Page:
As the heavy metal band Five Finger Death Punch tours North America in 2012, front of house engineer Bruce Reiter will be mixing them on his new desk: the Midas PRO2C digital mixing system.
“I was looking for a compact console and saw it online,” Reiter states. “I was considering a lot of different desks, but then I had the opportunity to touch the PRO2C for the first time at the NAMM Show. I decided then and there that I had to have it.”
Two things combined to convince Reiter to invest in Midas digital.
“First and foremost, it actually sounded good,” he says. “The preamps and EQ define the basic sound of any console, and in my opinion, MIDAS digital sounds as good as my old analog console of choice, the Midas XL3. The other thing was the way it’s laid out. It’s comfortable to mix on, and incredibly fast to get around. Everything is right at your fingertips.”
That navigation is a product of the PRO Series architecture that eliminates layers in favor of multiple channel grouping options called VCA, MCA, and POPulation groups, to enable flexible configuration and instant recall of associated channels. The PRO2C and its sister console, the PRO2, both utilize the MIDAS DL251 fixed I/O stage box, which provides 48 inputs and 16 outputs, with eight more inputs and eight effects returns available on the mixing surface.
On-board processing includes six multi-channel FX engines and up to 28 Klark Teknik 31-band graphic equalizers. The only significant difference between the consoles is that the PRO2 includes eight more physical faders on the mixing surface. “Originally, I was looking at the PRO2,” notes Reiter. “But once I tried them both, I just fell in love with the 2C. It has all the same I/O and effects, and is a perfect fit for my style of mixing.”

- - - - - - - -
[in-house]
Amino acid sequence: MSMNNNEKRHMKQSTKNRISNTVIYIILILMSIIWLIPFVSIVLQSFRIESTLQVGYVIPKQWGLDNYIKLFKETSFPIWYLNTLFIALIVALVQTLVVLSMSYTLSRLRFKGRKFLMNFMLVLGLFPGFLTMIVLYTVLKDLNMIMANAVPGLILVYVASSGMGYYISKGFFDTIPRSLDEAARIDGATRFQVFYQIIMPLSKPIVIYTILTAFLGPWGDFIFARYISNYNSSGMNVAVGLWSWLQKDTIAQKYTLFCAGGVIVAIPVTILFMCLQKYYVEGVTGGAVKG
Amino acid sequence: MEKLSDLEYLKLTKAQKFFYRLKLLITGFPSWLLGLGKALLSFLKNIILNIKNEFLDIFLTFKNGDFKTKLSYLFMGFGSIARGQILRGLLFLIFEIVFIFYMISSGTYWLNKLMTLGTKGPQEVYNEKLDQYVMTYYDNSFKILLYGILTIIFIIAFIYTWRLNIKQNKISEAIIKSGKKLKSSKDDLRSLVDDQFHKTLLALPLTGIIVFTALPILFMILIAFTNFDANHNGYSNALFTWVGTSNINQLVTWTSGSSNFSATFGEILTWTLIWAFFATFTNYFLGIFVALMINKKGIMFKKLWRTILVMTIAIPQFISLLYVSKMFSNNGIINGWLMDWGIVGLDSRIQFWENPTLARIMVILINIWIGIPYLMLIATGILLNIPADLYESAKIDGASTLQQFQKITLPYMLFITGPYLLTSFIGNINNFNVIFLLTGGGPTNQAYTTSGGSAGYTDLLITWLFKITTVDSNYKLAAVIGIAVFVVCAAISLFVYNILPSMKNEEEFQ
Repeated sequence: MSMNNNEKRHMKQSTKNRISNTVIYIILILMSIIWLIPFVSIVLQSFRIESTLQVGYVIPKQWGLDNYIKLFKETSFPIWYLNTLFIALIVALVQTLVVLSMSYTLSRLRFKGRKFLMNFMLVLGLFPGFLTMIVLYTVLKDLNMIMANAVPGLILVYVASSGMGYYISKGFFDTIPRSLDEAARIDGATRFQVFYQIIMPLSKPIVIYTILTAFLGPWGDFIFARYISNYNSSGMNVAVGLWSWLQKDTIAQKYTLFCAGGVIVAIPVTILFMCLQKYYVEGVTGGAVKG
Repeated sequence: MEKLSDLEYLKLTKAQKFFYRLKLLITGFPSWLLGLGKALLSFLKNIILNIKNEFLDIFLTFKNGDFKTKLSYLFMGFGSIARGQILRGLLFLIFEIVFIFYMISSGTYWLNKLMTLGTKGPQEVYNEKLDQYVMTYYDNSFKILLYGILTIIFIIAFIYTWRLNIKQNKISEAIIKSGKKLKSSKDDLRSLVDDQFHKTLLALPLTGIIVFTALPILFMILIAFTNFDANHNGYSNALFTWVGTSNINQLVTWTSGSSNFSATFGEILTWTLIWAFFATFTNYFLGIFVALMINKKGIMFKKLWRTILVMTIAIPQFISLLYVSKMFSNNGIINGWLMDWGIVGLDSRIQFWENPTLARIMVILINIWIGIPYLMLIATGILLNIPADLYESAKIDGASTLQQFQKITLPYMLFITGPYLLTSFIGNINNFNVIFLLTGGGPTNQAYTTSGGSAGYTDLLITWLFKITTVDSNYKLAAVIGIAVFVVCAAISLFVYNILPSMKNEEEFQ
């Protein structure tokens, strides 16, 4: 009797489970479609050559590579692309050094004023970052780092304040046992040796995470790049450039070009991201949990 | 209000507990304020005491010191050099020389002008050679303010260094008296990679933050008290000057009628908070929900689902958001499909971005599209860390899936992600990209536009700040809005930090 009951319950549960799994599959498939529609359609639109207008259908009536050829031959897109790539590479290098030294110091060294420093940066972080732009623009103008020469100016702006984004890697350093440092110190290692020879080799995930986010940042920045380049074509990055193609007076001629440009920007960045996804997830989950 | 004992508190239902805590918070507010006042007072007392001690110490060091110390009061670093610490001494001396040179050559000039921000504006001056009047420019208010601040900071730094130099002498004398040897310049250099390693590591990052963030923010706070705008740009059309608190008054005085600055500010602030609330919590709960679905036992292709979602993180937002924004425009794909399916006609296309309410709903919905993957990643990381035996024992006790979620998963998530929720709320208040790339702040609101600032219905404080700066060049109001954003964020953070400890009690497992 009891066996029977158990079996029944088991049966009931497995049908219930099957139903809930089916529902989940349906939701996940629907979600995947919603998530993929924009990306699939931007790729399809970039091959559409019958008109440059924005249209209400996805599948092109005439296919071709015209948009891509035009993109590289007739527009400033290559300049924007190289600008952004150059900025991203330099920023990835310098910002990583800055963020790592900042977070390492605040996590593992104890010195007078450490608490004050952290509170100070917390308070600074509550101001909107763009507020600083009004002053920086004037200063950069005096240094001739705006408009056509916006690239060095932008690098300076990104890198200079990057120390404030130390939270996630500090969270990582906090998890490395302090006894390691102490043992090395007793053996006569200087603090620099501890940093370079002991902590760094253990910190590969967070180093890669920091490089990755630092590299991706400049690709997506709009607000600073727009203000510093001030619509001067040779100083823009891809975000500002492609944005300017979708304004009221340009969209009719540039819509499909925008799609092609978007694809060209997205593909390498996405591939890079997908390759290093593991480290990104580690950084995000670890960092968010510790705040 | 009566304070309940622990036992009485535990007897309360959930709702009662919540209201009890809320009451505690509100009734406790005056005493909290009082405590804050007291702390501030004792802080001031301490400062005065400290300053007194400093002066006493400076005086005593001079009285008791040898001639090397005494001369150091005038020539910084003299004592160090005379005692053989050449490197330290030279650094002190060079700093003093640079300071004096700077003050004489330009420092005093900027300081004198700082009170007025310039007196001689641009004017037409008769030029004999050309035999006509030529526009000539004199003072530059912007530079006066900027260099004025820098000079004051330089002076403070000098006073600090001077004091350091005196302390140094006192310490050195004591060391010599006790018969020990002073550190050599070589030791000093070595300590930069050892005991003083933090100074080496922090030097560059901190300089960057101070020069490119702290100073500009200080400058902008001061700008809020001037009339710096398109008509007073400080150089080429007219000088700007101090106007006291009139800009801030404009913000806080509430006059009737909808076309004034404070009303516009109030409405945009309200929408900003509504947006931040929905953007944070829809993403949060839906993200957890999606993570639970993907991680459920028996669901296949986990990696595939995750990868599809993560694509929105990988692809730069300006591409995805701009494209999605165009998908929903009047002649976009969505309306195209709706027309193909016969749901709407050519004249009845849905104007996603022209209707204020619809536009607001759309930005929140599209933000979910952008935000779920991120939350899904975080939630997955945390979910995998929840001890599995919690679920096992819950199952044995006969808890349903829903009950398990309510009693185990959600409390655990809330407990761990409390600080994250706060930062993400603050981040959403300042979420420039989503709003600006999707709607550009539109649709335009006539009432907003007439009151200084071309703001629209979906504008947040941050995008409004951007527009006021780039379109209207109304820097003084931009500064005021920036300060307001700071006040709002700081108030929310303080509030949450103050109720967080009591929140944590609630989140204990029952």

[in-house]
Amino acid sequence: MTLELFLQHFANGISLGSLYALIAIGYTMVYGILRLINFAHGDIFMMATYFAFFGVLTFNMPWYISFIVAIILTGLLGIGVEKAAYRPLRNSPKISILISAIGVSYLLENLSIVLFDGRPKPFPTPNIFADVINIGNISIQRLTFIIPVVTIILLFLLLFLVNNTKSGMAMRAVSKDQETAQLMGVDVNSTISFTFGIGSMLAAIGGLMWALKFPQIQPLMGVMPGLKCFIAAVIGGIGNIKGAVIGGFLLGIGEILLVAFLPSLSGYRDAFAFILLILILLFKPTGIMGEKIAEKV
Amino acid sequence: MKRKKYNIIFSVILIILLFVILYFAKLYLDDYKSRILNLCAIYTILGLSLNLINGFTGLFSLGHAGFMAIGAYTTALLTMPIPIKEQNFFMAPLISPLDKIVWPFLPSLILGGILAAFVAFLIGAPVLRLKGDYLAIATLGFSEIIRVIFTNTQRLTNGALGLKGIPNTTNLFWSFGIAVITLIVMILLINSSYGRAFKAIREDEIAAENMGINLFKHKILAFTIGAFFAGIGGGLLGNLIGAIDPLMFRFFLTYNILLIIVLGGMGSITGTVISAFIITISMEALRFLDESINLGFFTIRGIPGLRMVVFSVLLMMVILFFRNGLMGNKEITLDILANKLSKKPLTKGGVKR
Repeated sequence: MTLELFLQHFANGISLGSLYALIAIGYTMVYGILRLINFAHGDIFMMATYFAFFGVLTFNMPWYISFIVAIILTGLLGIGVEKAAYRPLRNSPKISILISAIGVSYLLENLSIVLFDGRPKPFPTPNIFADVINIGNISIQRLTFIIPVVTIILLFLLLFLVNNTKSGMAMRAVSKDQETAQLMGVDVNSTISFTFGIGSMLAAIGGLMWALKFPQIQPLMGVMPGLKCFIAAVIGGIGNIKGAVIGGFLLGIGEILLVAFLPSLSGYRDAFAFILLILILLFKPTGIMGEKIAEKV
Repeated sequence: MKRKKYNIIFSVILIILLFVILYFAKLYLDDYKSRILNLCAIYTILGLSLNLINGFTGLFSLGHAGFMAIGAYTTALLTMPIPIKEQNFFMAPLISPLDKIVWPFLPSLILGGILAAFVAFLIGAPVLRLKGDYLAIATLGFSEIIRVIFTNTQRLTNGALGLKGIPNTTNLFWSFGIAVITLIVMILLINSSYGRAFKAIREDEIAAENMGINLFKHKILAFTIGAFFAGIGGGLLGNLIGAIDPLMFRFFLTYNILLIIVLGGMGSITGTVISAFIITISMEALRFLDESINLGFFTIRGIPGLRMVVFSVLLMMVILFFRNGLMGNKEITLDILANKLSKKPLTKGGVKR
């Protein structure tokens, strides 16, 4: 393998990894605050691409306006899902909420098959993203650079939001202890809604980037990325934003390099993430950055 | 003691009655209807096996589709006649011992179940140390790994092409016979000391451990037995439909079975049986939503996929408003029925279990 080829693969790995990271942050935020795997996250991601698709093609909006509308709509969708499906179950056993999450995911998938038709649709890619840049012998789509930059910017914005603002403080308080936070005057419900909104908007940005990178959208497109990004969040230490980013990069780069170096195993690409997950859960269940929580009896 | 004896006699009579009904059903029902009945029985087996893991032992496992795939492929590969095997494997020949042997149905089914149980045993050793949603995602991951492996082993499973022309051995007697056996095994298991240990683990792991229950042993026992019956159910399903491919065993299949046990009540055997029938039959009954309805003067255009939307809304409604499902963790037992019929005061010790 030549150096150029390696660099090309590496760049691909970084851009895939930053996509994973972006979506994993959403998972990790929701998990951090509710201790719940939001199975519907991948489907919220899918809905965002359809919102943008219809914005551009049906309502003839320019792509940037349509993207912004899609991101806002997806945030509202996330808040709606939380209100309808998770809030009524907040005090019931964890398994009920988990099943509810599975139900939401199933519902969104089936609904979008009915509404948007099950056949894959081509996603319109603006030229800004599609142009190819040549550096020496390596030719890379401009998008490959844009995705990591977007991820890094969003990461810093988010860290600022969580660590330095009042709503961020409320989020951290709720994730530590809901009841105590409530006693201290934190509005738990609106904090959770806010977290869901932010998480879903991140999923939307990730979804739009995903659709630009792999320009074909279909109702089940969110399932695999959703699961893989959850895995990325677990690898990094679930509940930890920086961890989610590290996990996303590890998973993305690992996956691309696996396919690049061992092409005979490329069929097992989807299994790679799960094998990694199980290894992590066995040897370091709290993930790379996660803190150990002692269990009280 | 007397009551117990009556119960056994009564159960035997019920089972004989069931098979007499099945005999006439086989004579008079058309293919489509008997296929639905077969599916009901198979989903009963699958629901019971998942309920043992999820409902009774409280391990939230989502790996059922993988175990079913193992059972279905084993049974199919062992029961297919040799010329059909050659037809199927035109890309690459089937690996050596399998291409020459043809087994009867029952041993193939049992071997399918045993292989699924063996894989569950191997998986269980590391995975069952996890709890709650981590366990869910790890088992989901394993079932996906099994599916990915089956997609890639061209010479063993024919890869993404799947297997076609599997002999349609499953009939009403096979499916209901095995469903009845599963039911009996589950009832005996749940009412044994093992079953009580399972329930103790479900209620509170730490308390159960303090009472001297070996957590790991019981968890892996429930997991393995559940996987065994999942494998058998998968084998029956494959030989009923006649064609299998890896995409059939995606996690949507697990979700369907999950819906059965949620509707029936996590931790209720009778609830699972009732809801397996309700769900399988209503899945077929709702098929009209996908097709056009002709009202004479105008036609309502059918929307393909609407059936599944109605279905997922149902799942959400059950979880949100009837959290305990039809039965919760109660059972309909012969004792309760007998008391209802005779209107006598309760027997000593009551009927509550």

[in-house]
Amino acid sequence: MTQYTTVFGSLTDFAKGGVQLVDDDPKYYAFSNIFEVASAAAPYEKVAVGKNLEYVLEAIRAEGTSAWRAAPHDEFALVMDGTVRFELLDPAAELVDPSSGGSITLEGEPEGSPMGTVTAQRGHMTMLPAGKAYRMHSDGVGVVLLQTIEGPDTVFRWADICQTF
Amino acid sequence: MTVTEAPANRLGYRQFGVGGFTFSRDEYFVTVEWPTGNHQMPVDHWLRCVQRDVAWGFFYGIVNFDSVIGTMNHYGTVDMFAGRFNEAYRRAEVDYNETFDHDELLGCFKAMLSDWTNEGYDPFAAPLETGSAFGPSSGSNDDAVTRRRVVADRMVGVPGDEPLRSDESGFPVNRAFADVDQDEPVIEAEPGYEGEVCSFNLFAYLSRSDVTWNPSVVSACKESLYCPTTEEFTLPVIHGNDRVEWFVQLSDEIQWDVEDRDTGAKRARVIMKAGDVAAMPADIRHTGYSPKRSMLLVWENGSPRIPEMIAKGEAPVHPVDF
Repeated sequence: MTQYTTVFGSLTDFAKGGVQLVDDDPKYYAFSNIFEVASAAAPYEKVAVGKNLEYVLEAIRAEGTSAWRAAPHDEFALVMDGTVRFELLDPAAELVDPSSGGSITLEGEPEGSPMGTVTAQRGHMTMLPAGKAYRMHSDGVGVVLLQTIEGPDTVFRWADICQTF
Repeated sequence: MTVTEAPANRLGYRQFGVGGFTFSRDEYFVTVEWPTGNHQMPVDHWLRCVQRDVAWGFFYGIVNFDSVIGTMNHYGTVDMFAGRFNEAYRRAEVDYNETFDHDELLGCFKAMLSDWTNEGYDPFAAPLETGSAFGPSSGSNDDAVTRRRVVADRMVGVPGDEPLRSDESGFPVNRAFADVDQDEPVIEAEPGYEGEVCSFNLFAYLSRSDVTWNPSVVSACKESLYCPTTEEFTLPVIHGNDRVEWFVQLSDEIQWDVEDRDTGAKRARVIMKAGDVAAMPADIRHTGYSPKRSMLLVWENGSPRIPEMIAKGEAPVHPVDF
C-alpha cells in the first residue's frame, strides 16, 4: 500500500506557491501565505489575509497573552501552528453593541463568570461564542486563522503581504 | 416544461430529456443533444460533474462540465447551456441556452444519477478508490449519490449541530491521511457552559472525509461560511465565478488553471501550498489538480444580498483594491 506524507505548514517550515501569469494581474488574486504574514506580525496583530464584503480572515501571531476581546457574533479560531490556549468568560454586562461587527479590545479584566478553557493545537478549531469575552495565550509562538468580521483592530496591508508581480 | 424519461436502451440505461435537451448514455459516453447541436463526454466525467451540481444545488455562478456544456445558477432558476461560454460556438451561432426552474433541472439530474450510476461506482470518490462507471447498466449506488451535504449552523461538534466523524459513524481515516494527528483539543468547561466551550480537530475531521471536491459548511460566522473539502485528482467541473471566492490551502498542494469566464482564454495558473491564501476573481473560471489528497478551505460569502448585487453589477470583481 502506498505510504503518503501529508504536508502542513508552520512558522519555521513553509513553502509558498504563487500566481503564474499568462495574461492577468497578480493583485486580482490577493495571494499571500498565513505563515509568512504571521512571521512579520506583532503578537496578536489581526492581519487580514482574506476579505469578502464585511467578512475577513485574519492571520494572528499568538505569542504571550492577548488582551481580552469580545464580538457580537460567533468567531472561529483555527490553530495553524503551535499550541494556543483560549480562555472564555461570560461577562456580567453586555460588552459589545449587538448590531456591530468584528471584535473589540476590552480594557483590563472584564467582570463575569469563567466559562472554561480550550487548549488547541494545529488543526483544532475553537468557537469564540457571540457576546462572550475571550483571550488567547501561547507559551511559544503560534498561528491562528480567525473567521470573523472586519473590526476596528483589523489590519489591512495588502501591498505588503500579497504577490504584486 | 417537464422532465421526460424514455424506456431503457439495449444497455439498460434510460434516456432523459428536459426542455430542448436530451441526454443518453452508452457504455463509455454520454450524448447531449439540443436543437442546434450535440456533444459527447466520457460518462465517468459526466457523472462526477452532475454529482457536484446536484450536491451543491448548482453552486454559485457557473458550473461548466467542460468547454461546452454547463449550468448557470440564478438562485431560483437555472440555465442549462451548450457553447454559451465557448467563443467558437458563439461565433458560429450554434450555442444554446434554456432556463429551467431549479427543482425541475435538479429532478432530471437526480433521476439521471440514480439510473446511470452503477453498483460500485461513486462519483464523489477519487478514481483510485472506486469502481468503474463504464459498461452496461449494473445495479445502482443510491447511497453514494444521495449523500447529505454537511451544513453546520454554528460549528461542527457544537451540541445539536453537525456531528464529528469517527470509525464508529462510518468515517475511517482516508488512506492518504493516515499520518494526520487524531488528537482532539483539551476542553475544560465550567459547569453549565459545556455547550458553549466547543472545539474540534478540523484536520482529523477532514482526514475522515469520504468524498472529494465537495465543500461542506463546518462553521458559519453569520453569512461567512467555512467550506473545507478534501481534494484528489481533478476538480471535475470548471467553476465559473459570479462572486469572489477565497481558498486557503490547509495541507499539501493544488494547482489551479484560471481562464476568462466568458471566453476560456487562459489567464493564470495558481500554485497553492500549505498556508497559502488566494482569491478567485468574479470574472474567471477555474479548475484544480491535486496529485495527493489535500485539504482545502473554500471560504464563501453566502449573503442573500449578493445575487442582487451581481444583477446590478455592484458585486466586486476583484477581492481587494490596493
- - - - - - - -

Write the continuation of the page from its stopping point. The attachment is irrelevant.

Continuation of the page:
In fact, the PRO2C is the most compact Midas digital console available, measuring less than 35 inches wide and weighing just over 80 pounds. Working with a band like Five Finger Death Punch, that was another big selling point for Bruce Reiter. “On this tour, we have one truck and two 15-foot trailers being pulled behind two buses,” he reports. “That has to hold everything: sound, lights, backline and merchandise. Every bit of space counts, and having a console you can literally lift up and stack on top of the pack is really convenient. Being able to do that while improving the sound of the show is like icing on the cake.”
Having now had the PRO2C on tour, Bruce Reiter is more convinced than ever that he made the right choice. “I’ve mixed on just about every digital system out there and, at some point in our travels, I’m sure I will again,” he says. “But as long as I have control of it, the PRO2C or something else from the PRO Series will be my preference. Sonically, nothing else comes close.”
While most tours opt to rent their consoles, Reiter sees things a little differently. “Like most independent sound engineers, I’ve always had a certain supply of equipment that I bring to the party,” he notes. “Back in the day, it was a big rack full of effects. Later, that became a USB stick with plug-ins and licenses. This is the next step. The PRO2C takes up less space than my old effects racks, and it’s got everything I need to mix a killer show. It’s the perfect tool for me.”